Warrior Maven Special Video Report: Inside Building the F-35 - Where Stealth Begins
By Sebastien Roblin, The National Interest
After World War II, the U.S. Navy scrambled to field its own jet fighters—but designing a warplane that could fly dramatically faster while still landing on a short carrier deck proved a challenge. The Navy’s first operational jet, the underpowered FH Phantom, was retired after only two years of service.
(This first appeared early last year.)
Naval aircraft manufacture Grumman received funding in 1946 to develop a four-turbojet G-75 prototype based on the twin piston engine F7F Tigercat. However, the concept proved so unpromising the firm used creative accounting to use the funds for a single-engine project called the G-79. This XF9F prototype first flew in November 1947 from the production facility in Bethpage, New York.
Like the P-80 Shooting Star, the U.S. Air Force’s first jet fighter in operational service, Grumman’s new design retained a traditional straight-wing configuration that limited its performance when approaching the speed of sound. The Grumman designers appreciated the need for naval aircraft to be rugged to withstand harsh flattop landings and condition at sea. The Panther had folding wings to ease stowage on crowded decks, and introduced new pilot-pleasing features such as ejection seats and a pressurized cockpit.
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Grumman developed an F9F-2 model powered by a Rolls-Royce Nene turbojet, and an F9F-3 using an Allison J33 turbojet in case the British engine wasn’t available. However, the license-built J42 Nene proved so much better that most of the F-3s were converted to use them. The Panther proved easy to handle and maneuverable, and could attain a respectable 575 miles per hour and range of 1,300 miles thanks to its wingtip-mounted fuel tanks. However, it also included a weak tail-hook unit that rattled excessively while landing.
The Panther entered service with the Navy and Marine Corps in 1949—and was promptly inducted as the first jet to fly on their Blue Angels aerobatics team.
First Air-to-Air Kills of the Korean War
On June 25, 1950, the North Korean People’s Air Force used a fleet of around a hundred Soviet-supplied Yak-9 fighters and Il-10 Shturmovik attack planes to wipe out the half dozen trainers and utility planes of the South Korean “air force” on the ground and pound its retreating army.
Once President Truman authorized U.S. forces to intervene in the conflict, one their first objectives was obtaining air superiority. On the morning of July 3, the Navy dispatched piston-engine Skyraider and Corsair fighters from the carrier Valley to destroy the NKPAF’s aircraft at the airfield in Pyongyang. Flying their first combat mission, F9F-3 jets of VF-51 swept ahead of the main force to clear the skies of any North Korean fighters that made into the air.
As the blue jets screamed over the airfield, a handful of North Korean Yak-9s scrambled to meet them. In the ensuing tussle, Ensign Eldon Brown and Lt. Jg. Leonard Plog each shot down one of the compact piston-engine fighters—the first aerial victories of the Korean War. Plog recalled that one of the Yaks “had a perfect run on me, but evidently had never shot anything moving so fast.”
In a matter of days, the North Korean air force was swept from the skies. Four months later, Soviet pilots began harrying U.N. forces using MiG-15 jets based across the Yalu River in China. The MiG-15 was a lighter, swept-wing design—and happened also to use a souped-up Soviet derivative of the Nene turbojet. The MiG had better high-altitude performance than the Panther and P-80, and was faster by a hundred miles per hour.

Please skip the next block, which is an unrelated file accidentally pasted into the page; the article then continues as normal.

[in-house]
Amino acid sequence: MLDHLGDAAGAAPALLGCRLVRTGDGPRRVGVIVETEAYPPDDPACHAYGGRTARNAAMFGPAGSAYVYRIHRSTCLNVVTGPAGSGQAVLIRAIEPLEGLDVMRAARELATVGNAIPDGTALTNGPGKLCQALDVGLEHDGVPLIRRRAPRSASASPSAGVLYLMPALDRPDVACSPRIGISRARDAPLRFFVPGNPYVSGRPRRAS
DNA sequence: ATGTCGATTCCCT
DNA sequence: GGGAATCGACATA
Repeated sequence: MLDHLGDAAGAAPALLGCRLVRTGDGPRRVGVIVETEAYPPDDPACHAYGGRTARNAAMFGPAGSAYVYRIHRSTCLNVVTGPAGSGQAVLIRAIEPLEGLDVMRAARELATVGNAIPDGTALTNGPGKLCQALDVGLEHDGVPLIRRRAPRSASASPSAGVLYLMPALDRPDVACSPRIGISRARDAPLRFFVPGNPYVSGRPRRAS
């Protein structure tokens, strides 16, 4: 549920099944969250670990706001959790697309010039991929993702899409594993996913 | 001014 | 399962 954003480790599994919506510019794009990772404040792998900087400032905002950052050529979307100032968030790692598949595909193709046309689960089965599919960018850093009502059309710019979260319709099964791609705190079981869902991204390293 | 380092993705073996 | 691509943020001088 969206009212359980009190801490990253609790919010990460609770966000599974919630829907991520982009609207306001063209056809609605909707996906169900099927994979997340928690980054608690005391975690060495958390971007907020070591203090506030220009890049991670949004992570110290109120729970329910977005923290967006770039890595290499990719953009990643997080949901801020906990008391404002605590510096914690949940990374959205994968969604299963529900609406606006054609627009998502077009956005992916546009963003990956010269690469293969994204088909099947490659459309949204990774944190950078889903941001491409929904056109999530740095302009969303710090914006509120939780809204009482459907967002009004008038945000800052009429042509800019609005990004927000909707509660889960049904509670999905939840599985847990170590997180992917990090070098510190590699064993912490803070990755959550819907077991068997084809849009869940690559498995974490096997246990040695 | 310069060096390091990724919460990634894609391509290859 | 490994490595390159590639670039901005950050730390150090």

Though clearly outclassed, the Panther was more maneuverable at certain altitudes and possessed a superior armament of four twenty-millimeter M3 Hispano cannons in the nose. The rapid-firing guns could spit out sixteen pounds of high explosive shells a second, with ammunition for thirteen seconds of sustained fire. The MiG-15 was a more unstable gun platform with two twenty-three-millimeter cannons and one thirty-seven-millimeter; the latter was exceptionally hard hitting, but its low velocity limited its accuracy versus nimble fighters.
On November 9, Panthers were providing top cover for a strike on a bridge at Sinuiju, on the border with China, when they were intercepted by MiG-15s of the 139th Guards Fighter Regiment led by Capt. Mikhail Grachev. The commanding officer of VF-111 “Sundowners” squadron, Lt. Cdr. William Amen, noticed Grachev’s MiG closing on his tail and turned around to engage. The Soviet fighter apparently lost track of the Panther’s position, and Amen and his wingman George Holloman fell behind the MiG and raked it with their cannons.
Zigzagging evasively, Grachev dove steeply downwards to shake off his pursuers, but Amen matched his maneuver and continued to fire bursts even as his airframe was buffeted by the stress of approaching terminal velocity. Amen finally pulled out of the dive with just two hundred feet to spare. Grachev’s MiG smashed into the side of a mountain.
This likely made the Panther the first jet to shoot down another in combat. The day before, P-80s had clashed with MiG-15s in the first battle between jet fighters. However, Soviet and U.S. records don’t confirm kills claimed by either side, but do concur regarding the engagement on November 9.
Panthers shot down two more MiGs on November 18, 1950—but the next aerial battle did not occur until exactly two years later. The Navy and Marines knew their fighters were outclassed by the MiGs and focused on coastal operations while the Air Force’s new F-86 Sabre jets tackled “Mig Alley” on the Chinese border.
Rugged Star of Hollywood’s The Bridges at Toko-Ri
This didn’t mean Panther pilots were out of danger. Most of the eighty-seven thousand sorties flown by Panthers over Korea were ground-attack missions targeting bridges or logistical centers. The F9F-2 was modified to lug up to two thousand pounds of bombs and 127-millimeter rockets on six outer-wing pylons and two racks under the fuselage, though lighter loads were usually carried.
These raids met withering antiaircraft fire—but the Panther proved exceptionally tough, a quality that saved the lives of numerous pilot that would make an indelible mark on American history.